There is a somewhat hilarious implication of this. If lava and charcoal were actually linked, if you did hit a diamond in the above cross, you might be tempted to mate it with its charcoal or lava littermates to produce more diamonds. But the Punnett square above should caution you against that, since the charcoals are probably not het lava, and the lavas are probably not het charcoal!

But you have to mate it to something, and there is still hope: all offspring of your diamond will automatically inherit a chromosome with the vc arrangement (since the diamond has two vc chromosomes, which is why it's vvcc). Thus, those offspring can easily produce vc gametes without recombination, allowing you to easily produce more diamonds when you mate a diamond to its offspring. If your pairing was diamond x homozygous wt, the offspring will be VvCc, but one of their chromosomes will be vc and the other will be VC. Thus, assuming tight linkage, roughly half their gametes will carry the vc chromosomes and half will cary VC. So your odds of getting more diamonds when you cross the diamond to its het diamond offspring should be closer to 1/2 than to the 1/4 you would normally predict! Note that in this case you DON'T get the same result if you cross the diamond to its het diamond SIBLINGS. In that case you would only get lavas and charcoals! However, a diamond produced from a diamond parent can be paired with its siblings to easily produce more diamonds. The arrangement of the alleles on the homologous chromosomes has to be considered when predicting the outcome of crosses involving linked genes, not just the genotype of the parents.

Sorry for the long post, sometimes a simple concept leads you down several roads."

From Steve:
Quote:
Very Interesting. I was hoping you'd chime in on this one.

It does appear so far that my Lava and Charcoal hold backs from this projects are NOT Het for each other. I'm breeding some more this year from this project so we'll see what happens in a couple months when babies hatch.

Thanks for the info!
I think the observation that the charcoals/lavas Steve held back were not het for lava/charcoal supports my hypothesis of linkage, although more data is needed. He is testing possible hets from at least 5 more holdbacks this year.

This explanation might seem pretty technical to some of you, but my initial audience was Joe and Steve, who seem to have done their homework, and Mitchell Mulks, who has a formal background in the life sciences. So I will be happy to clarify anything that doesn't make sense.

Also, would love to have clutch data from people performing breedings that could potentially have produced diamonds, to see if the results conform to what we'd expect from genetic linkage. Corn snakes have 18 chromosome pairs, and there are more than 18 described mutations in corn snake, so it would not be surprising at all that at least two of them share a chromosome, and are close enough together to exhibit linkage.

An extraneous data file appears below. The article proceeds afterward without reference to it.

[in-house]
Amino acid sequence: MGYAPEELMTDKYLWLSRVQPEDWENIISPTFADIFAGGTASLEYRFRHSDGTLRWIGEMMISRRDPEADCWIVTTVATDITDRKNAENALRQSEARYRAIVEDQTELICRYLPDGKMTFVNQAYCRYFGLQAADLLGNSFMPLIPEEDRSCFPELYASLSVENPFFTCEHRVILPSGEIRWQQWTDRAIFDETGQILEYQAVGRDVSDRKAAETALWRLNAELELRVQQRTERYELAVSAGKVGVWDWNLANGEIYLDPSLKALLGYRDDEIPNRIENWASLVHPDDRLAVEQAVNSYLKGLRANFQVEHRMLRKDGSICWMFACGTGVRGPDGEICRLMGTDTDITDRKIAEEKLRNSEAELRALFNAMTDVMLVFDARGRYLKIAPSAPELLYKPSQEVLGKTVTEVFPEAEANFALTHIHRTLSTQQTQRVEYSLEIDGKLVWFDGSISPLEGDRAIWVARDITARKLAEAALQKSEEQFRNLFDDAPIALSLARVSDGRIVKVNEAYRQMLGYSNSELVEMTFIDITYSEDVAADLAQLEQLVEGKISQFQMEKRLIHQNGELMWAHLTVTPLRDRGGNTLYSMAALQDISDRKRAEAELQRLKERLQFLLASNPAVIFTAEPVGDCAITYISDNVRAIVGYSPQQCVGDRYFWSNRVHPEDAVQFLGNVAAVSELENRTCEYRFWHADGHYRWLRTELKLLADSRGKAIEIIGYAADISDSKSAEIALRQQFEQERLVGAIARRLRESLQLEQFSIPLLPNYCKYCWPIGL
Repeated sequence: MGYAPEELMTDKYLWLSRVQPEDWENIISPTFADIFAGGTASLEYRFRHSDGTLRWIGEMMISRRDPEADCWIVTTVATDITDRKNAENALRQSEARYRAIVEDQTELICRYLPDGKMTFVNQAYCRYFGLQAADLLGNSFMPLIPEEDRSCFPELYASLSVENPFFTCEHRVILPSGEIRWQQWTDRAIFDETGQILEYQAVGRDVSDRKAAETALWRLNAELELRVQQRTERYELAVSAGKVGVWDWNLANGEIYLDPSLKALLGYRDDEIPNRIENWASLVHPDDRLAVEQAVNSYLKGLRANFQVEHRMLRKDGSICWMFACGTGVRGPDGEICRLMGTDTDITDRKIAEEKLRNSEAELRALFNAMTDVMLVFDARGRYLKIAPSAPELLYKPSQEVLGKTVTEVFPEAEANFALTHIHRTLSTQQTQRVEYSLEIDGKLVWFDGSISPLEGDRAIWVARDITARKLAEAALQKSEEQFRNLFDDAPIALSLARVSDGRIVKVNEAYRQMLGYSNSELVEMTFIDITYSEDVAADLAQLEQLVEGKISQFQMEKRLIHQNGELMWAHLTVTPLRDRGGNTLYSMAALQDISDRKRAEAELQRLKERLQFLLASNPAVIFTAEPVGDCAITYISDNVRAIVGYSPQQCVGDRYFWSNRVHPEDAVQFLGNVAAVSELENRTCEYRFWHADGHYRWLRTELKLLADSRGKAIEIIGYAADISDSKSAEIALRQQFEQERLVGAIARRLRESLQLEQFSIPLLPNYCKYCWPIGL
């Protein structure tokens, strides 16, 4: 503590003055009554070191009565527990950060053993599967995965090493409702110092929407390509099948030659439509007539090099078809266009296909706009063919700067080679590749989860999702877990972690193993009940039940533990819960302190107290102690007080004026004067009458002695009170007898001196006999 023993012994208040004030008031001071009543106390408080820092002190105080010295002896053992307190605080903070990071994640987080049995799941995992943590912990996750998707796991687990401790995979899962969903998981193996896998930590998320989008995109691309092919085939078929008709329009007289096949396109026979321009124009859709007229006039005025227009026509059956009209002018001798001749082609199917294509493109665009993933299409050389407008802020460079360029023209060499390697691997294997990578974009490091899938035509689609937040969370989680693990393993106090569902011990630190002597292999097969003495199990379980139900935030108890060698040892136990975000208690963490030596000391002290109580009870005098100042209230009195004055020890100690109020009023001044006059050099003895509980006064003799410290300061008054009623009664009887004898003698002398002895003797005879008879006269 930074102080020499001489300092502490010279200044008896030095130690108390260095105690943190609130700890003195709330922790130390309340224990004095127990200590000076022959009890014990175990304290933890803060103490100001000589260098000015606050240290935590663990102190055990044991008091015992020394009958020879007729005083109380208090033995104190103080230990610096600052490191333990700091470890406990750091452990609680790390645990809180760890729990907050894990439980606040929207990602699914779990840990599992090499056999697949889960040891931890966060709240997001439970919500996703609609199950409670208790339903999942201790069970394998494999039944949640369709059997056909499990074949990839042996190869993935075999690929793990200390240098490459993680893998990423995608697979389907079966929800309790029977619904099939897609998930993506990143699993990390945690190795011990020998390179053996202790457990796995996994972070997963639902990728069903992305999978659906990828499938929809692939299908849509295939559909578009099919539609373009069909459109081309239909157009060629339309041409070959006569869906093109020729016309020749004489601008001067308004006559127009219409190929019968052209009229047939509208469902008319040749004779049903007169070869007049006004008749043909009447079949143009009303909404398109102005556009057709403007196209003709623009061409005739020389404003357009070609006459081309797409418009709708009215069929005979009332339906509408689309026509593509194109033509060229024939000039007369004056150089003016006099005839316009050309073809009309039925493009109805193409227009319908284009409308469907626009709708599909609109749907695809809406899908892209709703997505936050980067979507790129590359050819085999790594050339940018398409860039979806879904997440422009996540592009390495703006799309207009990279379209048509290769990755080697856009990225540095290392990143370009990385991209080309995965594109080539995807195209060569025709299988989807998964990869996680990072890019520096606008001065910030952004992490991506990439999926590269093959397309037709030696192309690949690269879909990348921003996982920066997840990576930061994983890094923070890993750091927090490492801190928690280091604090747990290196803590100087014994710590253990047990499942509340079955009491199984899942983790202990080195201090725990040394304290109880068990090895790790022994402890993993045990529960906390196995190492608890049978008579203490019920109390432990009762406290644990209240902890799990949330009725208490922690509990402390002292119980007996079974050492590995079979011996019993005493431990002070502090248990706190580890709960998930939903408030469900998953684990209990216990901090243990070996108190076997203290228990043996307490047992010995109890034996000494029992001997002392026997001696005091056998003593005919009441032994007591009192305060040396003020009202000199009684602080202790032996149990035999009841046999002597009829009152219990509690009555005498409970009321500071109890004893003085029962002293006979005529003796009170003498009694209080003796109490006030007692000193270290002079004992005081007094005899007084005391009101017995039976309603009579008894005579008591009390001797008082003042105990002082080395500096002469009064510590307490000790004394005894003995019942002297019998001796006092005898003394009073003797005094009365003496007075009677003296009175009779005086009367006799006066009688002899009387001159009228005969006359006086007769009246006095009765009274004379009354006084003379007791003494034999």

Thanks for reading!

Please see post #6, for an expanded explanation!
 
Old 09-04-2015, 10:56 AM   #2
Jereme
This is very interesting and now makes think twice about my plans of a diamond project from scratch. But maybe I will just to see if I get the same results.
 
Old 09-04-2015, 11:16 AM   #3
DuxorW
Quote:
Originally Posted by Jereme View Post
This is very interesting and now makes think twice about my plans of a diamond project from scratch. But maybe I will just to see if I get the same results.
Go for it! Someone definitely needs to finally produce one, so that more can be readily produced from my instructions. Even producing a lava that proves het charcoal or a charcoal that proves het for lava will suffice. But they will need to be crossed to another lava het charcoal or charcoal het lava, or to their own offspring, or to a dimaond, in order to produce more diamonds. This should increase the value of diamonds, I would think.

Working on a post that will show you how to follow the chromosomal arrangements a little better, and has a rudimentary illustration of what is going on during recombination to produce the vc gametes that are necessary to produce diamonds.
 
Old 09-04-2015, 12:17 PM   #4
Jereme
I am a fan of genetics, so I love reading your post.

And really want to see your post on basic genetics. I can't seem to not overwhelm my wife when I try to teach her, so I am hoping you do a better job.
 
Old 09-04-2015, 03:27 PM   #5
DuxorW
I'll try my best!
 
Old 09-06-2015, 09:58 PM   #6
DuxorW
Now I'm going to expand on my post to hopefully clarify some things.

The notation I am going to use for the genotypes is something like this: Vc/vC. That is a het lava het charcoal, but I've used the slash to indicate how the alleles are arranged on each member of the chromosome pair. So one chromosome is Vc and the other is vC, and the only gametes that animal can produce, without an apparently rare recombination event, are Vc and vC. So that animal would not be able to produce a diamond in the first generation, no matter what you mate it to, unless a rare recombination event occurred to produce a vc gamete.

Here are some crosses to illustrate how to use the concept:

1) Lava x Charcoal= Lava (vC/vC) x Charcoal (Vc/Vc)

The lava can only make vC gametes, and the charcoal can only make Vc gametes, so all offspring will be vC/Vc

2) Het lava het charcoal offspring from 1 crossed to each other = vC/Vc x vC/Vc
The only gametes that can be produced without recombination are vC and Vc. So offspring are

vC/vC (lava not het charcoal)
Vc/Vc (charcoal not het lava)
vC/Vc (het lava het charcoal)

Note that the allelic arrangement is the same as both parents, ie you never see a vc or VC chromosome. So we haven't made any headway. If you cross lavas not het charcoal to charcoals not het lava, you will not get any diamonds. There is a possibility of getting diamonds from cross 2, though. I will return to this later.